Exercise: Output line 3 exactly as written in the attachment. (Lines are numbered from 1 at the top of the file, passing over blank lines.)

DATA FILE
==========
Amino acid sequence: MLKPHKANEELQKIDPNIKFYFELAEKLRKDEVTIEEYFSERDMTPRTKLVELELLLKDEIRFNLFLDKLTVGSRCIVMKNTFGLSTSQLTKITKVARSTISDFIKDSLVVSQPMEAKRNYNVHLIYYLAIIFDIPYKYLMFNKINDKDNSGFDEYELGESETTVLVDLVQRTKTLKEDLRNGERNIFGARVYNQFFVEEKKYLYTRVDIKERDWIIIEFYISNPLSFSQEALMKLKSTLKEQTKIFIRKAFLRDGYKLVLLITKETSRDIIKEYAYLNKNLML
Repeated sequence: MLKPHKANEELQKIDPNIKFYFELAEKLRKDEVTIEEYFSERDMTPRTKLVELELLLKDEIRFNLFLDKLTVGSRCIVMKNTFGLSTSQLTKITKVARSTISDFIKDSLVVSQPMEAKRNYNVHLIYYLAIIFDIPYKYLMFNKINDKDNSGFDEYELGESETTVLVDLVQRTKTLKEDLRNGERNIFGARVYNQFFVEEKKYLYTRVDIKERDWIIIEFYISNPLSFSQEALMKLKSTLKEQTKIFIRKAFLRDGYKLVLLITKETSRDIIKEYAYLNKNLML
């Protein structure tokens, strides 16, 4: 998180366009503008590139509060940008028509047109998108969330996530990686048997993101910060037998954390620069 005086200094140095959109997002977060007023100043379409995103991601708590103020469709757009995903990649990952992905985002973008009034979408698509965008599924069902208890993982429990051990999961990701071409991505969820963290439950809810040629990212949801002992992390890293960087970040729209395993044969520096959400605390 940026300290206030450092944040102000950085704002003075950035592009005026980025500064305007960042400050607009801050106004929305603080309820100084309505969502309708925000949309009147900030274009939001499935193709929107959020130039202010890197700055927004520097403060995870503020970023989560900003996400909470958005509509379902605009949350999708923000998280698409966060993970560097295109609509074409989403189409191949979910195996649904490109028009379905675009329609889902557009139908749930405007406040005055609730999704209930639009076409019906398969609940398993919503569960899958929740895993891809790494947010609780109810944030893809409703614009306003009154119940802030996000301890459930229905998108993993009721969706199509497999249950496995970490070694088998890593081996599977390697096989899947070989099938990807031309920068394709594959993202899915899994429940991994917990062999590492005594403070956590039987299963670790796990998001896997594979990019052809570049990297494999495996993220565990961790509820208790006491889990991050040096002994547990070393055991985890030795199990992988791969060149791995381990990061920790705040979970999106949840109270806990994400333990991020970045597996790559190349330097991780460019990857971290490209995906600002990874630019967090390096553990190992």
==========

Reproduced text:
């Protein structure tokens, strides 16, 4: 998180366009503008590139509060940008028509047109998108969330996530990686048997993101910060037998954390620069 005086200094140095959109997002977060007023100043379409995103991601708590103020469709757009995903990649990952992905985002973008009034979408698509965008599924069902208890993982429990051990999961990701071409991505969820963290439950809810040629990212949801002992992390890293960087970040729209395993044969520096959400605390 940026300290206030450092944040102000950085704002003075950035592009005026980025500064305007960042400050607009801050106004929305603080309820100084309505969502309708925000949309009147900030274009939001499935193709929107959020130039202010890197700055927004520097403060995870503020970023989560900003996400909470958005509509379902605009949350999708923000998280698409966060993970560097295109609509074409989403189409191949979910195996649904490109028009379905675009329609889902557009139908749930405007406040005055609730999704209930639009076409019906398969609940398993919503569960899958929740895993891809790494947010609780109810944030893809409703614009306003009154119940802030996000301890459930229905998108993993009721969706199509497999249950496995970490070694088998890593081996599977390697096989899947070989099938990807031309920068394709594959993202899915899994429940991994917990062999590492005594403070956590039987299963670790796990998001896997594979990019052809570049990297494999495996993220565990961790509820208790006491889990991050040096002994547990070393055991985890030795199990992988791969060149791995381990990061920790705040979970999106949840109270806990994400333990991020970045597996790559190349330097991780460019990857971290490209995906600002990874630019967090390096553990190992």